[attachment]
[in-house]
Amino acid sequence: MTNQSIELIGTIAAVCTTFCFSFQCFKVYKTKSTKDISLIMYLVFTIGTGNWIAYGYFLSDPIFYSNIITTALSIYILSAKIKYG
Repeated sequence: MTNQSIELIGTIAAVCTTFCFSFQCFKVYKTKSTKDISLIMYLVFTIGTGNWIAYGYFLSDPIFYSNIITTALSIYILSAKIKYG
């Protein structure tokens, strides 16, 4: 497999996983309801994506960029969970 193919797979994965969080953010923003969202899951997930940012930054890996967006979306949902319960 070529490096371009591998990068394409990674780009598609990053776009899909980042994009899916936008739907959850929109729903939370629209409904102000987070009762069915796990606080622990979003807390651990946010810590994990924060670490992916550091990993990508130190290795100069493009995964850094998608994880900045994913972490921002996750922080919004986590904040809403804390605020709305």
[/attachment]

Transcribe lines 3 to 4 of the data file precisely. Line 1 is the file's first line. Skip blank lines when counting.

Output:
Repeated sequence: MTNQSIELIGTIAAVCTTFCFSFQCFKVYKTKSTKDISLIMYLVFTIGTGNWIAYGYFLSDPIFYSNIITTALSIYILSAKIKYG
């Protein structure tokens, strides 16, 4: 497999996983309801994506960029969970 193919797979994965969080953010923003969202899951997930940012930054890996967006979306949902319960 070529490096371009591998990068394409990674780009598609990053776009899909980042994009899916936008739907959850929109729903939370629209409904102000987070009762069915796990606080622990979003807390651990946010810590994990924060670490992916550091990993990508130190290795100069493009995964850094998608994880900045994913972490921002996750922080919004986590904040809403804390605020709305």